Harvard Art Museum

Mon.–Sat., 10 am–5 pm; Sun., 1 pm–5 pm
Closed on national holidays
General Information: 617-495-9400

The Harvard Art Museum is one of the world’s leading arts institutions, comprising three museums (Fogg Museum, Busch-Reisinger Museum, Arthur M. Sackler Museum) and four research centers (Straus Center for Conservation and Technical Studies, Center for the Technical Study of Modern Art, Harvard Art Museum Archives, Archaeological Exploration of Sardis, Turkey). The Harvard Art Museum is distinguished by the range and depth of its collection, its groundbreaking exhibitions, and the original research of its staff. The collection consists of more than 260,000 objects in all media, ranges in date from antiquity to the present, and comes from Europe, North America, North Africa, the Middle East, South Asia, East Asia, and Southeast Asia. As an integral part of Harvard and the community, the three art museums and four research centers serve as resources for students, scholars, and visitors. For more than a century, the Harvard Art Museum has been the nation’s premier training ground for museum professionals and scholars and is renowned for its seminal role in the development of the discipline of art history in this country.

In June 2008, the Harvard Art Museum's building at 32 Quincy Street, formerly the home of the Fogg and Busch-Reisinger Museums, closed for a major renovation. During this renovation, the Sackler Museum at 485 Broadway remains open and has been reinstalled with some of the finest works representing the collections of all three museums. When complete, the renovated historic building on Quincy Street will unite the three museums in a single state-of-the-art facility designed by architect Renzo Piano.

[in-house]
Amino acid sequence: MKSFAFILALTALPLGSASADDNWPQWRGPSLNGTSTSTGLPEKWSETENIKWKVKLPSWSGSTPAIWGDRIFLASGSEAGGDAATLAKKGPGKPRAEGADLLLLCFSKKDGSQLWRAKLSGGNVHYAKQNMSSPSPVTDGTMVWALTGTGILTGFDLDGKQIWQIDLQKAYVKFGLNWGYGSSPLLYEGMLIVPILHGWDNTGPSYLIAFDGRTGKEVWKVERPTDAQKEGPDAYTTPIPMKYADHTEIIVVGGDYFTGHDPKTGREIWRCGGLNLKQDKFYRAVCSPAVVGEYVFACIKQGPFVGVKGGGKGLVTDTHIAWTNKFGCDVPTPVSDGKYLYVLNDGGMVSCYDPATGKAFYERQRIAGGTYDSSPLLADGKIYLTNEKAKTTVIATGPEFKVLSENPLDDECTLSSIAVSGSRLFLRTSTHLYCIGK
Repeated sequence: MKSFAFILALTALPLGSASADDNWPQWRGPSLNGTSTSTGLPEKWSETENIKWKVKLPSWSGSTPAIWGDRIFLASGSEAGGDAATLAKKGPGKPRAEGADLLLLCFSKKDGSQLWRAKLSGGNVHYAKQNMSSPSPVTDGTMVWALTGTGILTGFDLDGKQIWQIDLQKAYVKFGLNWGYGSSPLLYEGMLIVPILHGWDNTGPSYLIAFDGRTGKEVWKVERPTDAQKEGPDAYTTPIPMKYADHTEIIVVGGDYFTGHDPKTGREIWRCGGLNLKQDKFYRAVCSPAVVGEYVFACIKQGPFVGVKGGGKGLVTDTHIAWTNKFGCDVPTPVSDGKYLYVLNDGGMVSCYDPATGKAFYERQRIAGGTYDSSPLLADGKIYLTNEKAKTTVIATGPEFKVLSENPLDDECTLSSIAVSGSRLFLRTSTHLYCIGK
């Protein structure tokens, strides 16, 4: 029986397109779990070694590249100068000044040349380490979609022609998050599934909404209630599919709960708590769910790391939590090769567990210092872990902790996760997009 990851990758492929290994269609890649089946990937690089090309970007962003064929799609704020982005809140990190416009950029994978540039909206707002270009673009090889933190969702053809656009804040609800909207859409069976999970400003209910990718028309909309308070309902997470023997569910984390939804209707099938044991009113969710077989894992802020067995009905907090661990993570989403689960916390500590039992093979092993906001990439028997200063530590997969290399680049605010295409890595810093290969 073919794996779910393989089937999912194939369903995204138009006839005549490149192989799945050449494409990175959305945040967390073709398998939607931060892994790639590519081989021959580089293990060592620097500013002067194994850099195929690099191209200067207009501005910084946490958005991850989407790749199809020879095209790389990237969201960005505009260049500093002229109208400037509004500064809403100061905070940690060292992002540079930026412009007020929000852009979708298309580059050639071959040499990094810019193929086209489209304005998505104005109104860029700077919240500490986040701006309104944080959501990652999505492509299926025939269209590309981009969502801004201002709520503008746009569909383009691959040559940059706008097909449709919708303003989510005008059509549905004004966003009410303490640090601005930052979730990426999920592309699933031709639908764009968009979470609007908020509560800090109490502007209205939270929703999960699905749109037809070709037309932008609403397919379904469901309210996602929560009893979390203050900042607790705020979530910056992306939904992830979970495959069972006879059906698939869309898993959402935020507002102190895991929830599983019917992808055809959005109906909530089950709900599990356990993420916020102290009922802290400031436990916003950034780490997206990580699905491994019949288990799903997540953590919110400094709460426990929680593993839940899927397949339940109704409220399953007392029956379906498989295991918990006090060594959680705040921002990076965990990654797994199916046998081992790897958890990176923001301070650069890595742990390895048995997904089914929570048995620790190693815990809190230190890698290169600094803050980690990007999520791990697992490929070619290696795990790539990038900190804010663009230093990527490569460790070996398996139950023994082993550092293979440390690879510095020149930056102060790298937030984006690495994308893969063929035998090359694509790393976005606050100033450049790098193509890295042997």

Students are invited to join as Student Members of the Harvard Art Museum. Student Members receive invitations to members-only events, the calendar of exhibitions and programs, and monthly e-mail newsletters, discounted tickets to lectures, seminars, and concerts, as well as a discount in the Art Museum’s shop and on Art Museum publications. Student Members also enjoy special tours, an annual black-tie gala with the director, and other programs and special offers specifically for Members. Annual membership is $45. Please call 617-495-4544 for more information.

The Harvard Art Museum Undergraduate Connection runs social events open to all undergraduates that feature free food and entertainment, as well as tours led by members of the Student Guide Program. All events and projects associated with the Undergraduate Connection are free, educational, and student organized and run. New members are always welcomed for a fun experience based around art. For more information about joining, as well as details about upcoming events: http://hcs.harvard.edu/ourhuam/; or email the organization’s president, Kaley Blackstock, at: klblacks@gmail.com.

Students are invited to apply to become volunteer members of the Harvard Art Museum Student Guide program. The Student Guide program is a select group of students who work closely with the Education Department at the Art Museum. Guides are trained for several months and give tours and informal gallery talks for their peers, as well as for alumni and other members of the Harvard community. The Student Guide program is not limited to art history concentrators; in fact, student guides are encouraged to share the unique perspectives that their different concentrations bring to looking at art. For more information, please contact the Art Museum’s Education Dept. at 617-495-0765.

Arthur M. Sackler Museum

485 Broadway